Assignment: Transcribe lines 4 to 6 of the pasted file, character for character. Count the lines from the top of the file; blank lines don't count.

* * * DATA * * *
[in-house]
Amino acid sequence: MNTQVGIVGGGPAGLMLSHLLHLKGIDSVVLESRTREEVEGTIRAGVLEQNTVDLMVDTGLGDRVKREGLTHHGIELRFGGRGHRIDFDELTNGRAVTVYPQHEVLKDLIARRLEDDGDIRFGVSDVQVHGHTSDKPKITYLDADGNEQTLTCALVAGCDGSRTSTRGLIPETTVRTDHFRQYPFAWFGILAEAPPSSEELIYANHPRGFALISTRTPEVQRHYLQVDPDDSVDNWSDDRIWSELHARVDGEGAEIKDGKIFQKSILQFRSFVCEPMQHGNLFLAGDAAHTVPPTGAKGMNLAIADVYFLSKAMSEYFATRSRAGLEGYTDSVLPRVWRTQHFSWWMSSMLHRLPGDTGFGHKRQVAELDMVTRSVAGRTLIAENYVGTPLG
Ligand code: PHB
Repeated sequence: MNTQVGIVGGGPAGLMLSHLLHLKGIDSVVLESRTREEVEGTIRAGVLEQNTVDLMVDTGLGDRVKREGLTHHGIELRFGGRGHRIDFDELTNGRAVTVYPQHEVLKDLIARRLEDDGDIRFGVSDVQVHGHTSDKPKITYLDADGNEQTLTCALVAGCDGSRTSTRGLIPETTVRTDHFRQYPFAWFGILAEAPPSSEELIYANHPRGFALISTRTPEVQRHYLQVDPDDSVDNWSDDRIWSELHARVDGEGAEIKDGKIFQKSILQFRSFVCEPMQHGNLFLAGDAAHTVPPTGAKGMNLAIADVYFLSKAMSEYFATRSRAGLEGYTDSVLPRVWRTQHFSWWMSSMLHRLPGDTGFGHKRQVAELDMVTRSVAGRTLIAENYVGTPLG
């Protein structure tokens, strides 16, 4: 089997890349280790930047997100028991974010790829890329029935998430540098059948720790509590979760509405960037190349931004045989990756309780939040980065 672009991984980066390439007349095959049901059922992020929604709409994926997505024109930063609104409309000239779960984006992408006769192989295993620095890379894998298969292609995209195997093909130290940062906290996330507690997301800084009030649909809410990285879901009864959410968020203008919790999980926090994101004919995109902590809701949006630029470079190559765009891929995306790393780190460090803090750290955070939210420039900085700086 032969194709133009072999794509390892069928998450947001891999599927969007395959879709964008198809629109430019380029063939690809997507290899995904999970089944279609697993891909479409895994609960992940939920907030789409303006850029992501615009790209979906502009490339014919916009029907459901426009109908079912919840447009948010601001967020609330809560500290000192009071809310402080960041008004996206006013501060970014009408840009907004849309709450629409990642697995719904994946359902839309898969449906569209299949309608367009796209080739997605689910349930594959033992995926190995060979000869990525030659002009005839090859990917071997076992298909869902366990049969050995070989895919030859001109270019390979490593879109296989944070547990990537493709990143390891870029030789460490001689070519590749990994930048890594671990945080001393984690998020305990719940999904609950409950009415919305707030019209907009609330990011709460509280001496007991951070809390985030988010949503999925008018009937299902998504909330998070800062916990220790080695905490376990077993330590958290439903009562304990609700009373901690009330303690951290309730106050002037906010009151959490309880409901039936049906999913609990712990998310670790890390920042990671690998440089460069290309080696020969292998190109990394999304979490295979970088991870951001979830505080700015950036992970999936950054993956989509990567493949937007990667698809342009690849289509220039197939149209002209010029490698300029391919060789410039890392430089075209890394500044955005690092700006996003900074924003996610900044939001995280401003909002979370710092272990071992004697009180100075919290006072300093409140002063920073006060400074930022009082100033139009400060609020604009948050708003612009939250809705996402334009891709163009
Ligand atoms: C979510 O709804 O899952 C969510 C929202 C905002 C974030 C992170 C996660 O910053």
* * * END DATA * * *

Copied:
Repeated sequence: MNTQVGIVGGGPAGLMLSHLLHLKGIDSVVLESRTREEVEGTIRAGVLEQNTVDLMVDTGLGDRVKREGLTHHGIELRFGGRGHRIDFDELTNGRAVTVYPQHEVLKDLIARRLEDDGDIRFGVSDVQVHGHTSDKPKITYLDADGNEQTLTCALVAGCDGSRTSTRGLIPETTVRTDHFRQYPFAWFGILAEAPPSSEELIYANHPRGFALISTRTPEVQRHYLQVDPDDSVDNWSDDRIWSELHARVDGEGAEIKDGKIFQKSILQFRSFVCEPMQHGNLFLAGDAAHTVPPTGAKGMNLAIADVYFLSKAMSEYFATRSRAGLEGYTDSVLPRVWRTQHFSWWMSSMLHRLPGDTGFGHKRQVAELDMVTRSVAGRTLIAENYVGTPLG
């Protein structure tokens, strides 16, 4: 089997890349280790930047997100028991974010790829890329029935998430540098059948720790509590979760509405960037190349931004045989990756309780939040980065 672009991984980066390439007349095959049901059922992020929604709409994926997505024109930063609104409309000239779960984006992408006769192989295993620095890379894998298969292609995209195997093909130290940062906290996330507690997301800084009030649909809410990285879901009864959410968020203008919790999980926090994101004919995109902590809701949006630029470079190559765009891929995306790393780190460090803090750290955070939210420039900085700086 032969194709133009072999794509390892069928998450947001891999599927969007395959879709964008198809629109430019380029063939690809997507290899995904999970089944279609697993891909479409895994609960992940939920907030789409303006850029992501615009790209979906502009490339014919916009029907459901426009109908079912919840447009948010601001967020609330809560500290000192009071809310402080960041008004996206006013501060970014009408840009907004849309709450629409990642697995719904994946359902839309898969449906569209299949309608367009796209080739997605689910349930594959033992995926190995060979000869990525030659002009005839090859990917071997076992298909869902366990049969050995070989895919030859001109270019390979490593879109296989944070547990990537493709990143390891870029030789460490001689070519590749990994930048890594671990945080001393984690998020305990719940999904609950409950009415919305707030019209907009609330990011709460509280001496007991951070809390985030988010949503999925008018009937299902998504909330998070800062916990220790080695905490376990077993330590958290439903009562304990609700009373901690009330303690951290309730106050002037906010009151959490309880409901039936049906999913609990712990998310670790890390920042990671690998440089460069290309080696020969292998190109990394999304979490295979970088991870951001979830505080700015950036992970999936950054993956989509990567493949937007990667698809342009690849289509220039197939149209002209010029490698300029391919060789410039890392430089075209890394500044955005690092700006996003900074924003996610900044939001995280401003909002979370710092272990071992004697009180100075919290006072300093409140002063920073006060400074930022009082100033139009400060609020604009948050708003612009939250809705996402334009891709163009
Ligand atoms: C979510 O709804 O899952 C969510 C929202 C905002 C974030 C992170 C996660 O910053």